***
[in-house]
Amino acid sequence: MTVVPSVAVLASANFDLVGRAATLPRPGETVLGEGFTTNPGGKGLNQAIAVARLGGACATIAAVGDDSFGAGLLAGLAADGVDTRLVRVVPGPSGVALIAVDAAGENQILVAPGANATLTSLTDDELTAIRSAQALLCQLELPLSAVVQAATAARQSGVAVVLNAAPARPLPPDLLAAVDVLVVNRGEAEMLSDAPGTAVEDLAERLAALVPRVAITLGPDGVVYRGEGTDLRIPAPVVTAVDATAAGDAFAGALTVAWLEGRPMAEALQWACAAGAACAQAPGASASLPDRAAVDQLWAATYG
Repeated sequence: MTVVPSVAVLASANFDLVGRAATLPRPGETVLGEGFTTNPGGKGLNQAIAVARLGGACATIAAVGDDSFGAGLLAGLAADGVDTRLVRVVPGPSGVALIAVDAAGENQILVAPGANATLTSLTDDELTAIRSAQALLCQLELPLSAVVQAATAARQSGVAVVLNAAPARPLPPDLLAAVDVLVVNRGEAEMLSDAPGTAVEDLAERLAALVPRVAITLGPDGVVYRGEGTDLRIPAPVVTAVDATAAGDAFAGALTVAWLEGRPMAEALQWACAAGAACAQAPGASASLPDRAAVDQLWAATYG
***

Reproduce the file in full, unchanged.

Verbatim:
[in-house]
Amino acid sequence: MTVVPSVAVLASANFDLVGRAATLPRPGETVLGEGFTTNPGGKGLNQAIAVARLGGACATIAAVGDDSFGAGLLAGLAADGVDTRLVRVVPGPSGVALIAVDAAGENQILVAPGANATLTSLTDDELTAIRSAQALLCQLELPLSAVVQAATAARQSGVAVVLNAAPARPLPPDLLAAVDVLVVNRGEAEMLSDAPGTAVEDLAERLAALVPRVAITLGPDGVVYRGEGTDLRIPAPVVTAVDATAAGDAFAGALTVAWLEGRPMAEALQWACAAGAACAQAPGASASLPDRAAVDQLWAATYG
Repeated sequence: MTVVPSVAVLASANFDLVGRAATLPRPGETVLGEGFTTNPGGKGLNQAIAVARLGGACATIAAVGDDSFGAGLLAGLAADGVDTRLVRVVPGPSGVALIAVDAAGENQILVAPGANATLTSLTDDELTAIRSAQALLCQLELPLSAVVQAATAARQSGVAVVLNAAPARPLPPDLLAAVDVLVVNRGEAEMLSDAPGTAVEDLAERLAALVPRVAITLGPDGVVYRGEGTDLRIPAPVVTAVDATAAGDAFAGALTVAWLEGRPMAEALQWACAAGAACAQAPGASASLPDRAAVDQLWAATYG